A six-day strike by baggage handlers at Brussels Airport caused chaos for thousands of passengers, but such a situation could be avoided in future if a third competing company were to be brought in by the airport’s operating company, BAC. That’s the conclusion of travel experts consulted by De Morgen and other media as the strike ended and the airport situation returned to normal, though some checked-in bags remain to be claimed, and half of the autumn holiday is over for families with children.
Brussels Airport is currently serviced by two baggage handling companies, Swissport – which continued operating normally – and Aviapartner, which was involved in the wildcat strike. Both companies, however, have a record of industrial action.
A third competitor, experts said, would ease the situation. “There’s only one way to change the situation with the baggage handlers,” said transport economist Eddy Van de Voorde of the university of Antwerp. “That is to bring in a third player at Zaventem. That would calm the market and discourage strikes, because more alternatives would then be available.”
The two companies, experts said, are competing themselves to death in a “race to the bottom”. Last year Ryanair switched its contract from Swissport to Aviapartner when the latter cut its price to the bone. The company now has €50 million of debt, not counting the losses involved in the latest strike action.
That action ended when Aviapartner promised new temp staff, the extension of expiring contracts and the conversion of some temp contracts to permanent employment. But there are doubts as to whether the company’s financial situation can permit it to fulfil those promises.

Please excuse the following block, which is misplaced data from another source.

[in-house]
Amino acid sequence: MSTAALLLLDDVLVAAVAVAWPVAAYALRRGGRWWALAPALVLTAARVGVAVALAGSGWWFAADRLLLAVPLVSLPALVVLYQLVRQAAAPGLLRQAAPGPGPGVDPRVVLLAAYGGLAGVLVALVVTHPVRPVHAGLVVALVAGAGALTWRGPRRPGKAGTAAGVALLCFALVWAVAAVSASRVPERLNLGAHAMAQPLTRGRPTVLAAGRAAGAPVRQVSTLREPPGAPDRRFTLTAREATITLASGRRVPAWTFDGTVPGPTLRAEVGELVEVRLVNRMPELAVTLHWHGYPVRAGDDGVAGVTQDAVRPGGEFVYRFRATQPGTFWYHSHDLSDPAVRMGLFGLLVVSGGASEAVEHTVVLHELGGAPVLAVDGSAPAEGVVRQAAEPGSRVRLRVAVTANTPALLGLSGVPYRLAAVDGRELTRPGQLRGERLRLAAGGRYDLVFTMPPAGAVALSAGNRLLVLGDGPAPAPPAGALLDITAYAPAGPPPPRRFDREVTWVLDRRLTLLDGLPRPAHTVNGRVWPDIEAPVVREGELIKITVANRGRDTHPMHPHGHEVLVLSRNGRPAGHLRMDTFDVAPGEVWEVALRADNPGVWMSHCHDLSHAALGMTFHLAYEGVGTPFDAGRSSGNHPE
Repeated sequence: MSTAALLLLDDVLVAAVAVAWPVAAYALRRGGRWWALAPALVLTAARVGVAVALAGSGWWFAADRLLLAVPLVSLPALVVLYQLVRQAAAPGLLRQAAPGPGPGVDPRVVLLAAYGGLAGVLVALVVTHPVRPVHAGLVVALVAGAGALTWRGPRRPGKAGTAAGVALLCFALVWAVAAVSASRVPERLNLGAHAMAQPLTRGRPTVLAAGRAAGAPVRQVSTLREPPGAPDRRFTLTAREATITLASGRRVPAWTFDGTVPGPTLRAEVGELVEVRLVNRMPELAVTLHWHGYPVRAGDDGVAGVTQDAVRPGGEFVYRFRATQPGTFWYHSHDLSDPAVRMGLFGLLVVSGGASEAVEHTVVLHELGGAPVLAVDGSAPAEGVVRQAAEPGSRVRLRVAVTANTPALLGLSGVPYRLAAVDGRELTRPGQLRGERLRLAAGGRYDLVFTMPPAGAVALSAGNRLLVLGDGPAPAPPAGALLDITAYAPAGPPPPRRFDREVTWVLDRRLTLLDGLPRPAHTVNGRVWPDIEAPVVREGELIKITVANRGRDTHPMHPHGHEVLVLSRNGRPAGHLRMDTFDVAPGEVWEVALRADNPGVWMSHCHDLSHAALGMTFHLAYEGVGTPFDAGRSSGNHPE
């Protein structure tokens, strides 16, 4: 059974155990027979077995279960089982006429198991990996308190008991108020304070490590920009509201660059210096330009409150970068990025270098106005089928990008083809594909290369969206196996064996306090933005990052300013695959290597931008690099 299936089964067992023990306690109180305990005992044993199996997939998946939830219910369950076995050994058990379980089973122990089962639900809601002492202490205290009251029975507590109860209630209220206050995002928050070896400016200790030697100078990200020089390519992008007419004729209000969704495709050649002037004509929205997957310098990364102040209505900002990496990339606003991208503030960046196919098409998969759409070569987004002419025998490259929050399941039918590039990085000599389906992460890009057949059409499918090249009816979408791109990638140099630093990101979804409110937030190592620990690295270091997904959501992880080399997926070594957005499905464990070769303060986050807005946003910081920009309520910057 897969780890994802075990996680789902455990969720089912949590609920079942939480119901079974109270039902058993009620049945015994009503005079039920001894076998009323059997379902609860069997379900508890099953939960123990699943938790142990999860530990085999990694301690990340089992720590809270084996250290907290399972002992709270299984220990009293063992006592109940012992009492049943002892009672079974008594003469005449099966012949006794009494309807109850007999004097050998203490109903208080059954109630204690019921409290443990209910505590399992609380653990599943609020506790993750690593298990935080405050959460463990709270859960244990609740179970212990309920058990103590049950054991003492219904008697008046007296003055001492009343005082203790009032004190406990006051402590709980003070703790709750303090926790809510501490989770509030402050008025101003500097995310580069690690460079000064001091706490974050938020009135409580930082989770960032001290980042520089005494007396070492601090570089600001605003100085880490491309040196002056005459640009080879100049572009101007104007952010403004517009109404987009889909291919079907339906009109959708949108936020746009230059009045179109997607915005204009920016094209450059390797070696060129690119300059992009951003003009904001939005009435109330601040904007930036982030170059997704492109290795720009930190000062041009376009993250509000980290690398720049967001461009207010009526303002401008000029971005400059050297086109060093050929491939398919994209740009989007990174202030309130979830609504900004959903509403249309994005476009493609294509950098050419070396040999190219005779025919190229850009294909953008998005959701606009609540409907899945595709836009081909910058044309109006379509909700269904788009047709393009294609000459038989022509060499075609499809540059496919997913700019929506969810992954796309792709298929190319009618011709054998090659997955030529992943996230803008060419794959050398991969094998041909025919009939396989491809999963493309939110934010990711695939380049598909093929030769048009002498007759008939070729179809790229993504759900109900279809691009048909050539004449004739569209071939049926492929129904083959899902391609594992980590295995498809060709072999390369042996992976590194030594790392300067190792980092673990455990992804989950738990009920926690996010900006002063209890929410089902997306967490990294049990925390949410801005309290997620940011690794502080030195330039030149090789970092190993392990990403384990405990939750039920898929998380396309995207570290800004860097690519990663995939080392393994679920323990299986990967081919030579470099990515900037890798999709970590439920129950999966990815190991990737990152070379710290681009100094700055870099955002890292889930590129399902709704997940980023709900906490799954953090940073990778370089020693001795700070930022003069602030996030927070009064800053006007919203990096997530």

“Their accounts as so red you have to ask yourself, can Aviapartner still meet the admittedly justified demands of its staff,” commented Luk De Wilde, an airline specialist. “I don’t think management will be able.”
For any change to take place would require political intervention. Federal mobility minister François Bellot pointed out that under existing rules, a third competitor can only be introduced if the airport handles more than 24 million passengers a year for two years. That number was exceeded for the first time last year.
According to De Wilde, BAC also has a degree of responsibility. The company, he said, “makes €70 million in profit. They invest heavily in making the airport as agreeable as possible. It’s become a huge shopping centre. But they couldn’t care less about what’s happening behind the scenes, even though that has a huge influence on passengers. We’re seeing that now.”